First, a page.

This article was originally written by Bill Haber and published in the July 1983 issue of The Trader Speaks
On June 1, 1980 when Rube Marquard died, he represented the last survivor of the 358 major leaguers featured in T206. That is, with an asterisk. There remained one obstacle to be overcome until all those players could be accounted for. That one obstacle was Louis “Bull” Durham, major league pitcher from 1904 through 1909 who was featured in T206 as a member of the New York (Nat’l) Giants.
As of 1969, there were ten players featured in T206 who were listed among the “missing”. With the help of the Society for American Baseball Research (SABR) based in Cooperstown, New York, nine of those ten players were found, or, to be specific, their unreported deaths were located. Through painstaking efforts on the part of SABR members, Rube Geyer, Heinie Batch, Jerry Freeman, Bill Graham, Jack McAleese, Pat Paige, Lee Quillen, Ike Rockenfield and John White were ultimately found.
The Encyclopedia of Baseball states that Louis G. “Bull” Durham was born in Bolivar, New York in 1881 and was a brother of James Garfield “Jimmy” Durham, a pitcher-outfielder with the Chicago White Sox in 1902. Both facts ultimately proved incorrect.
In reading newspaper accounts of the travels of Bull Durham during his baseball career, one would learn that he was married about 1907 and that he spent the winter of 1906-07 studying law in Geneva, Ohio. A marriage record could not be found, nor could any such learning institution located in or near Geneva, Ohio be located. Bull Durham enjoyed a long and extensive minor league career, and much was written about him between 1904 and 1913, but nothing of any substance could be learned about him until October of 1982.
At that time, Ray Nemec of Naperville, Illinois located a note in a 1906 Pennsylvania newspaper indicating that Bull Durham’s correct name at birth was Charles Staub. This reference was reported to Al Kermisch of Alexandria, Virginia with whom the name Staub rang a bell. Al checked his extensive files of minor leaguers and found that our man’s correct name was actually Louis Staub, a righthanded pitcher he had traced through the 1900-02 seasons. Staub was last shown in the records of Al Kermisch to have been pitching at McSherrystown, Pennsylvania in August of 1902, so Al made an additional effort to turn up a note or two about him.
It was in early January of 1983 when A1 turned up the note which proved most significant. A newspaper item had indicated that Staub was born in New Oxford, Pennsylvania in 1879. Upon learning this, a check was made of the current New Oxford telephone directory, only to find nearly one column of Staubs. A call was placed to three such numbers, strictly at random. The third of the three was able to refer the caller to a woman in York, Pennsylvania who has compiled a genealogical study of all the Staubs of southeastern Pennsylvania dating back to the 1700′s.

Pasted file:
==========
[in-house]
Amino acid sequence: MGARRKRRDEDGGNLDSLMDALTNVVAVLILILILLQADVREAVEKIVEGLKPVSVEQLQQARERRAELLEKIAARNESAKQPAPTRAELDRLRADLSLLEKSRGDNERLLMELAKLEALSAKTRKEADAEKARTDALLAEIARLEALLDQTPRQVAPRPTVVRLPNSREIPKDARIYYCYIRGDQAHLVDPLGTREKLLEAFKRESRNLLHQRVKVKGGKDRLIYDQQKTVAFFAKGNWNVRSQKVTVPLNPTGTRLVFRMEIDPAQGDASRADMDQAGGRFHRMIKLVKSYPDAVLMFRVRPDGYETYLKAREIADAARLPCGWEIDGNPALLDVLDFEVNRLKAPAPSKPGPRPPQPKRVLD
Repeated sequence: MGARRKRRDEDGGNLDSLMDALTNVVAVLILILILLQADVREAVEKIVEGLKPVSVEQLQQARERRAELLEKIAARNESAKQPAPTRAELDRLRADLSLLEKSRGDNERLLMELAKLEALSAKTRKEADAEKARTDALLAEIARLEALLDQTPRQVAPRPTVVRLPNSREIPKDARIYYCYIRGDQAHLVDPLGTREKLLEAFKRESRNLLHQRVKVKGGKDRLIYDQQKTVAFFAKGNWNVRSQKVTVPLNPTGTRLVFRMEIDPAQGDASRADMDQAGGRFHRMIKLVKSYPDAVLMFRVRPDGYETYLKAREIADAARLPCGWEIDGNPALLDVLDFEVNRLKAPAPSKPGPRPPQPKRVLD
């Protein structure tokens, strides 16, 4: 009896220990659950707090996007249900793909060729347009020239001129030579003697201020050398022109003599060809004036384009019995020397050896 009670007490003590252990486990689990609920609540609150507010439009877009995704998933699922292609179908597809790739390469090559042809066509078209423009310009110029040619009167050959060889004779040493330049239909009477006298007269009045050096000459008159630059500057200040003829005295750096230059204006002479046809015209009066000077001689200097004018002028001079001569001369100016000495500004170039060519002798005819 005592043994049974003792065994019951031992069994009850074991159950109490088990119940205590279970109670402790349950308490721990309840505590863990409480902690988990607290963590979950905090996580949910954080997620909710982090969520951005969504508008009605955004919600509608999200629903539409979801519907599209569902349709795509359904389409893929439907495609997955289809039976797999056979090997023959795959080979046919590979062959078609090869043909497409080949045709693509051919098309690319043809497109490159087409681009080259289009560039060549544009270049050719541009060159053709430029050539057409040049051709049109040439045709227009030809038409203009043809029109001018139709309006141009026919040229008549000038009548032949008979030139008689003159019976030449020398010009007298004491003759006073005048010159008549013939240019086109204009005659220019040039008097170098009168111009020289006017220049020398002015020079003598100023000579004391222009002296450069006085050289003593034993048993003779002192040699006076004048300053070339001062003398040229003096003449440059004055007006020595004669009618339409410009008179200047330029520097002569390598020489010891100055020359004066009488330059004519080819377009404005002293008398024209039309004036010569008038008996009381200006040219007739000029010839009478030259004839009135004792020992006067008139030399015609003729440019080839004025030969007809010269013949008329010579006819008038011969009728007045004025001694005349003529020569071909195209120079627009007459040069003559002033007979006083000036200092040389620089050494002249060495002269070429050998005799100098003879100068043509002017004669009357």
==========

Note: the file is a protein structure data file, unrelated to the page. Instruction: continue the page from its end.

A call to this woman resulted in the learning of Staub’s correct birth data. He was born Louis Raphael Staub in New Oxford, Pennsylvania, June 27, 1877, the eighth of nine children. Subsequent efforts resulted in the locating of two daughters of the ballplayer. They reported that their father died in Bentley, Kansas, June 28, 1960, one day after his 83rd birthday. He had changed his name to Louis Staub Durham in late-1902, and continued to use the pseudonym for the rest of his life.
When asked the reason why Mr. Staub chose the name “Bull Durham” upon deciding to change his name, the two daughters were of the opinion that their father had taken a liking to the smoking tobacco of the day. What they didn’t know was that he was a teammate of Jimmy Durham at Cedar Rapids in 1902 and the two had developed a close friendship. They were also teammates at Louisville in 1907 and were pictured alongside one another on the Louisville team photo. They also didn’t know that their father, upon settling in Kansas in 1926, chose to live the rest of his life in Jimmy’s home state. And, they didn’t know that their father’s early occupation of being a patent medicine specialist was closely related to Jimmy’s occupation of pharmacist. Is it possible that Bull worked for Jimmy in some capacity during the years? And, did he idolize Jimmy enough to honor him by adopting his surname?
These questions probably will never be answered. However, it’s nice to know that the T206 series can now rest in peace.
Ed. Note: According to Durham/Staub’s Wikipedia entry, “After he began playing minor league baseball he got into trouble with the league due to a fight in a bar. He was banned, but found a loophole by changing his name to “Bull Durham”. Once he finished his baseball career in 1909, he began acting and had roles in several silent films. He died in Bentley, Kansas.”
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